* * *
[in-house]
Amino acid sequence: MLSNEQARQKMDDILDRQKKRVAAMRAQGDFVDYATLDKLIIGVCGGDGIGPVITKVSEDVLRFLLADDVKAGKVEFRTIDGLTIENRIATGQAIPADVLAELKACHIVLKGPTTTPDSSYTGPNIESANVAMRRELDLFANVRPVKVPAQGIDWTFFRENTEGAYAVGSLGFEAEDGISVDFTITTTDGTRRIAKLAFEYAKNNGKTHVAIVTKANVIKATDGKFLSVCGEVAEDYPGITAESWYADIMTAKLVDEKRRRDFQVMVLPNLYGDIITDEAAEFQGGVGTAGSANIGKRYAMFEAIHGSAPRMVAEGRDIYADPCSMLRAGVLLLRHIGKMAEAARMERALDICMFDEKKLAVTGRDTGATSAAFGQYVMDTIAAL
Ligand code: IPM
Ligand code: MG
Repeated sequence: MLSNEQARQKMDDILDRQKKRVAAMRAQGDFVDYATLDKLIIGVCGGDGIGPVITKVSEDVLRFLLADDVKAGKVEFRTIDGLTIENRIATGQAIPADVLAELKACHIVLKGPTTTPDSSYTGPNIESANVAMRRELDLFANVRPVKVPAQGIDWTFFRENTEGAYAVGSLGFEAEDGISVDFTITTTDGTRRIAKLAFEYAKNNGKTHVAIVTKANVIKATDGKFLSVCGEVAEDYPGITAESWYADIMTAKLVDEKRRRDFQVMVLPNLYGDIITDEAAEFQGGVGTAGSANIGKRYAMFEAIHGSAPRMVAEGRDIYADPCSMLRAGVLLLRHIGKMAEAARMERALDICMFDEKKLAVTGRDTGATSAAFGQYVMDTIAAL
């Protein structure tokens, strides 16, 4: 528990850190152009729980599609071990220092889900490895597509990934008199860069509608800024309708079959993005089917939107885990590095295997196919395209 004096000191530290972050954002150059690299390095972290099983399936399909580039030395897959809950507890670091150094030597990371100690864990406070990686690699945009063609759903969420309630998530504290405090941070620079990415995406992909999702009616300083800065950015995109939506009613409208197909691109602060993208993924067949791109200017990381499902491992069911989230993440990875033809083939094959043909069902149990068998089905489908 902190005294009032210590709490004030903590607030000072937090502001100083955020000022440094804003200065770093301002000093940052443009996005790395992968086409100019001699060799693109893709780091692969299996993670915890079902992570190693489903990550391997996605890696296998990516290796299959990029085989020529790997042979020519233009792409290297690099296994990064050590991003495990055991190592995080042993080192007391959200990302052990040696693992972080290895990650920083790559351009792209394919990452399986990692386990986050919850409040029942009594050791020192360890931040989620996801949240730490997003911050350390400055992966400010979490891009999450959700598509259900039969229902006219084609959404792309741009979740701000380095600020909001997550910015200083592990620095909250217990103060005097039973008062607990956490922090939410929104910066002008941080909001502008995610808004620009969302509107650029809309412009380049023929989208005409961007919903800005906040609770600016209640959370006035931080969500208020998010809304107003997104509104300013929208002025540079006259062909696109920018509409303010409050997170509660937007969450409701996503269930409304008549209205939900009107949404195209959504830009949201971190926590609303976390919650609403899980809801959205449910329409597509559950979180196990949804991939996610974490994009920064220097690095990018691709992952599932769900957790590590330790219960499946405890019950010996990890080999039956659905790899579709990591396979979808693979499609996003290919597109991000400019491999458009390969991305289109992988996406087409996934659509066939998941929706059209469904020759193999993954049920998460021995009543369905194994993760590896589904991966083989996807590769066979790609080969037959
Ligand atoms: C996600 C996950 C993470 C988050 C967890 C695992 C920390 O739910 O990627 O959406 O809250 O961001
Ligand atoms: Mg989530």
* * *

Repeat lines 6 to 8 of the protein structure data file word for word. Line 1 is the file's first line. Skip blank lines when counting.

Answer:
């Protein structure tokens, strides 16, 4: 528990850190152009729980599609071990220092889900490895597509990934008199860069509608800024309708079959993005089917939107885990590095295997196919395209 004096000191530290972050954002150059690299390095972290099983399936399909580039030395897959809950507890670091150094030597990371100690864990406070990686690699945009063609759903969420309630998530504290405090941070620079990415995406992909999702009616300083800065950015995109939506009613409208197909691109602060993208993924067949791109200017990381499902491992069911989230993440990875033809083939094959043909069902149990068998089905489908 902190005294009032210590709490004030903590607030000072937090502001100083955020000022440094804003200065770093301002000093940052443009996005790395992968086409100019001699060799693109893709780091692969299996993670915890079902992570190693489903990550391997996605890696296998990516290796299959990029085989020529790997042979020519233009792409290297690099296994990064050590991003495990055991190592995080042993080192007391959200990302052990040696693992972080290895990650920083790559351009792209394919990452399986990692386990986050919850409040029942009594050791020192360890931040989620996801949240730490997003911050350390400055992966400010979490891009999450959700598509259900039969229902006219084609959404792309741009979740701000380095600020909001997550910015200083592990620095909250217990103060005097039973008062607990956490922090939410929104910066002008941080909001502008995610808004620009969302509107650029809309412009380049023929989208005409961007919903800005906040609770600016209640959370006035931080969500208020998010809304107003997104509104300013929208002025540079006259062909696109920018509409303010409050997170509660937007969450409701996503269930409304008549209205939900009107949404195209959504830009949201971190926590609303976390919650609403899980809801959205449910329409597509559950979180196990949804991939996610974490994009920064220097690095990018691709992952599932769900957790590590330790219960499946405890019950010996990890080999039956659905790899579709990591396979979808693979499609996003290919597109991000400019491999458009390969991305289109992988996406087409996934659509066939998941929706059209469904020759193999993954049920998460021995009543369905194994993760590896589904991966083989996807590769066979790609080969037959
Ligand atoms: C996600 C996950 C993470 C988050 C967890 C695992 C920390 O739910 O990627 O959406 O809250 O961001
Ligand atoms: Mg989530």